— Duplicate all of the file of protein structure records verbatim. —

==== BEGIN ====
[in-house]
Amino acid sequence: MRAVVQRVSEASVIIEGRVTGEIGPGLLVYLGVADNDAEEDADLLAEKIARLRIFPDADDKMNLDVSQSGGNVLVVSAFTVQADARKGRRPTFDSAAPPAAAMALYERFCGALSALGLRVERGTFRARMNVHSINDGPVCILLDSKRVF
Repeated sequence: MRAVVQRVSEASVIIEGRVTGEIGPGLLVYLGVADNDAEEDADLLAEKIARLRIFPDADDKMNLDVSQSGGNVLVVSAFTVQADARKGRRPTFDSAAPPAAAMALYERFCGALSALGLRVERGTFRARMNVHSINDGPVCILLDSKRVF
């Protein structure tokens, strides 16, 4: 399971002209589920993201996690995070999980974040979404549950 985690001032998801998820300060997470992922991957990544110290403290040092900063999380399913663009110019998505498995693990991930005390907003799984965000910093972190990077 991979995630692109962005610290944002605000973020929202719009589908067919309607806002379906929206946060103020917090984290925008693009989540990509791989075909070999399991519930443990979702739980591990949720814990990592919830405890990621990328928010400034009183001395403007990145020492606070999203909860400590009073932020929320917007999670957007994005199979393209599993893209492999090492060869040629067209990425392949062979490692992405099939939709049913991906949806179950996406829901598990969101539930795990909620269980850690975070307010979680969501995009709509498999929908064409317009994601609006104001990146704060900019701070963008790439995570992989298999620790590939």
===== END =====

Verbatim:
[in-house]
Amino acid sequence: MRAVVQRVSEASVIIEGRVTGEIGPGLLVYLGVADNDAEEDADLLAEKIARLRIFPDADDKMNLDVSQSGGNVLVVSAFTVQADARKGRRPTFDSAAPPAAAMALYERFCGALSALGLRVERGTFRARMNVHSINDGPVCILLDSKRVF
Repeated sequence: MRAVVQRVSEASVIIEGRVTGEIGPGLLVYLGVADNDAEEDADLLAEKIARLRIFPDADDKMNLDVSQSGGNVLVVSAFTVQADARKGRRPTFDSAAPPAAAMALYERFCGALSALGLRVERGTFRARMNVHSINDGPVCILLDSKRVF
């Protein structure tokens, strides 16, 4: 399971002209589920993201996690995070999980974040979404549950 985690001032998801998820300060997470992922991957990544110290403290040092900063999380399913663009110019998505498995693990991930005390907003799984965000910093972190990077 991979995630692109962005610290944002605000973020929202719009589908067919309607806002379906929206946060103020917090984290925008693009989540990509791989075909070999399991519930443990979702739980591990949720814990990592919830405890990621990328928010400034009183001395403007990145020492606070999203909860400590009073932020929320917007999670957007994005199979393209599993893209492999090492060869040629067209990425392949062979490692992405099939939709049913991906949806179950996406829901598990969101539930795990909620269980850690975070307010979680969501995009709509498999929908064409317009994601609006104001990146704060900019701070963008790439995570992989298999620790590939």